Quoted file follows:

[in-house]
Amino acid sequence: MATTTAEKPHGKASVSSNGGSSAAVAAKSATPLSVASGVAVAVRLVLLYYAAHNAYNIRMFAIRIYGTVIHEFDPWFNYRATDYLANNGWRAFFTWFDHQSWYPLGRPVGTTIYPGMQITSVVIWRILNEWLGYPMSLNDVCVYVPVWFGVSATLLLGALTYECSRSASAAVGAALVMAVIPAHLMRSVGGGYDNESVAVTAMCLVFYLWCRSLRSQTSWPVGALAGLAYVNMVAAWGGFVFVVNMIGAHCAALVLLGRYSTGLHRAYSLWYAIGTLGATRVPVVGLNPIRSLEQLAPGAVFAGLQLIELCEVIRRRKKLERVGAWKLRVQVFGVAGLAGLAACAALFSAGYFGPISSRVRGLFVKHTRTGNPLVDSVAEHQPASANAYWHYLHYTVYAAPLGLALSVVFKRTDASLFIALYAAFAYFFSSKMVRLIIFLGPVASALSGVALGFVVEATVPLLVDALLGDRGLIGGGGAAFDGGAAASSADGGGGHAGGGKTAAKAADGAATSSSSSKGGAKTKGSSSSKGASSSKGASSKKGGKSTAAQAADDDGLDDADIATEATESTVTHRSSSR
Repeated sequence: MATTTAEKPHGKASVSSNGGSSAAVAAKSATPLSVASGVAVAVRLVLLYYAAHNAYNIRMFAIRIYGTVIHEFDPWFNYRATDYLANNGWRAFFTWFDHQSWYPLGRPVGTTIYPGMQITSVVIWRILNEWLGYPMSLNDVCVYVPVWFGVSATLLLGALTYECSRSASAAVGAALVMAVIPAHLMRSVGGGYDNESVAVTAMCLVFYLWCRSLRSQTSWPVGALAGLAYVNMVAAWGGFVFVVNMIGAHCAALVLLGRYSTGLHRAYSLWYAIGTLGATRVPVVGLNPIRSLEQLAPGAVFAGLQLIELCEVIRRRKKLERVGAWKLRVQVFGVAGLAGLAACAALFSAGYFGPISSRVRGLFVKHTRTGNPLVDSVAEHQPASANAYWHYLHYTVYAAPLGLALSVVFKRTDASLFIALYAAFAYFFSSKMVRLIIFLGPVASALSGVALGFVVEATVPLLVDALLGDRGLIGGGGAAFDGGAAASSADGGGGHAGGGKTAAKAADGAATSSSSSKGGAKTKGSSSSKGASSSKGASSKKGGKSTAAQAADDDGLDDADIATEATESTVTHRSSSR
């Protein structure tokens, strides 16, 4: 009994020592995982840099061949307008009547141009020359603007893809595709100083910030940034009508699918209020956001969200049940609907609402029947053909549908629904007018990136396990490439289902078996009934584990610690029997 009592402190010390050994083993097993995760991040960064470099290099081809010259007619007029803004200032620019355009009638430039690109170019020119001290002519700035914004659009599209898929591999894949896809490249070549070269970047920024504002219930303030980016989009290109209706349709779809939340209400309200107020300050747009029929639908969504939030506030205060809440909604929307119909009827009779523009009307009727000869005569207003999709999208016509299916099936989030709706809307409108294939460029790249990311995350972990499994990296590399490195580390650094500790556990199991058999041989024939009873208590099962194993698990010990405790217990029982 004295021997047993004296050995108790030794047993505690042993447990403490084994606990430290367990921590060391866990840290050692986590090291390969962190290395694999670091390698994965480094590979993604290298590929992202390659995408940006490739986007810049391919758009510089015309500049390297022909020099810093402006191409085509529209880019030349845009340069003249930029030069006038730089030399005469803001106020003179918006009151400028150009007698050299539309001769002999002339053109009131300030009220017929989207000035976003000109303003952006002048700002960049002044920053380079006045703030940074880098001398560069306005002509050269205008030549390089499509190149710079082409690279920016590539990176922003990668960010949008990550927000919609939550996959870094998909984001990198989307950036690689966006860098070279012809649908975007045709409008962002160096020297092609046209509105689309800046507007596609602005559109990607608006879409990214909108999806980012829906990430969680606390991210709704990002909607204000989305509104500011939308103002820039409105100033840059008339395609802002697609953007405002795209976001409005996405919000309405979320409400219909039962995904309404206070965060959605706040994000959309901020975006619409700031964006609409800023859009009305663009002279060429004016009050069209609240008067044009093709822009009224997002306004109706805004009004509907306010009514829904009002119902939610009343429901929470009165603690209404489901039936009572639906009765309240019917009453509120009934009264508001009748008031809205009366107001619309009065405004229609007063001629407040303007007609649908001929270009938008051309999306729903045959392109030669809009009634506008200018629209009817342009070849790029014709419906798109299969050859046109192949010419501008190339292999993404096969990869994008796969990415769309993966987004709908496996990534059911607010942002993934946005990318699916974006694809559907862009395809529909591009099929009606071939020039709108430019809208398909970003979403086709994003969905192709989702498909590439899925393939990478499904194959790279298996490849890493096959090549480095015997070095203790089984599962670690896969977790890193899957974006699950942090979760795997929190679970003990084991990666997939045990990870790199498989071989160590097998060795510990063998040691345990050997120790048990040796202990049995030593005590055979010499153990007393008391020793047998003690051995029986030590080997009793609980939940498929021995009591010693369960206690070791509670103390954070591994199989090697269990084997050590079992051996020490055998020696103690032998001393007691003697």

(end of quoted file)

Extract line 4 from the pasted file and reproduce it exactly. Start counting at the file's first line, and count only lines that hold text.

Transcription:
């Protein structure tokens, strides 16, 4: 009994020592995982840099061949307008009547141009020359603007893809595709100083910030940034009508699918209020956001969200049940609907609402029947053909549908629904007018990136396990490439289902078996009934584990610690029997 009592402190010390050994083993097993995760991040960064470099290099081809010259007619007029803004200032620019355009009638430039690109170019020119001290002519700035914004659009599209898929591999894949896809490249070549070269970047920024504002219930303030980016989009290109209706349709779809939340209400309200107020300050747009029929639908969504939030506030205060809440909604929307119909009827009779523009009307009727000869005569207003999709999208016509299916099936989030709706809307409108294939460029790249990311995350972990499994990296590399490195580390650094500790556990199991058999041989024939009873208590099962194993698990010990405790217990029982 004295021997047993004296050995108790030794047993505690042993447990403490084994606990430290367990921590060391866990840290050692986590090291390969962190290395694999670091390698994965480094590979993604290298590929992202390659995408940006490739986007810049391919758009510089015309500049390297022909020099810093402006191409085509529209880019030349845009340069003249930029030069006038730089030399005469803001106020003179918006009151400028150009007698050299539309001769002999002339053109009131300030009220017929989207000035976003000109303003952006002048700002960049002044920053380079006045703030940074880098001398560069306005002509050269205008030549390089499509190149710079082409690279920016590539990176922003990668960010949008990550927000919609939550996959870094998909984001990198989307950036690689966006860098070279012809649908975007045709409008962002160096020297092609046209509105689309800046507007596609602005559109990607608006879409990214909108999806980012829906990430969680606390991210709704990002909607204000989305509104500011939308103002820039409105100033840059008339395609802002697609953007405002795209976001409005996405919000309405979320409400219909039962995904309404206070965060959605706040994000959309901020975006619409700031964006609409800023859009009305663009002279060429004016009050069209609240008067044009093709822009009224997002306004109706805004009004509907306010009514829904009002119902939610009343429901929470009165603690209404489901039936009572639906009765309240019917009453509120009934009264508001009748008031809205009366107001619309009065405004229609007063001629407040303007007609649908001929270009938008051309999306729903045959392109030669809009009634506008200018629209009817342009070849790029014709419906798109299969050859046109192949010419501008190339292999993404096969990869994008796969990415769309993966987004709908496996990534059911607010942002993934946005990318699916974006694809559907862009395809529909591009099929009606071939020039709108430019809208398909970003979403086709994003969905192709989702498909590439899925393939990478499904194959790279298996490849890493096959090549480095015997070095203790089984599962670690896969977790890193899957974006699950942090979760795997929190679970003990084991990666997939045990990870790199498989071989160590097998060795510990063998040691345990050997120790048990040796202990049995030593005590055979010499153990007393008391020793047998003690051995029986030590080997009793609980939940498929021995009591010693369960206690070791509670103390954070591994199989090697269990084997050590079992051996020490055998020696103690032998001393007691003697």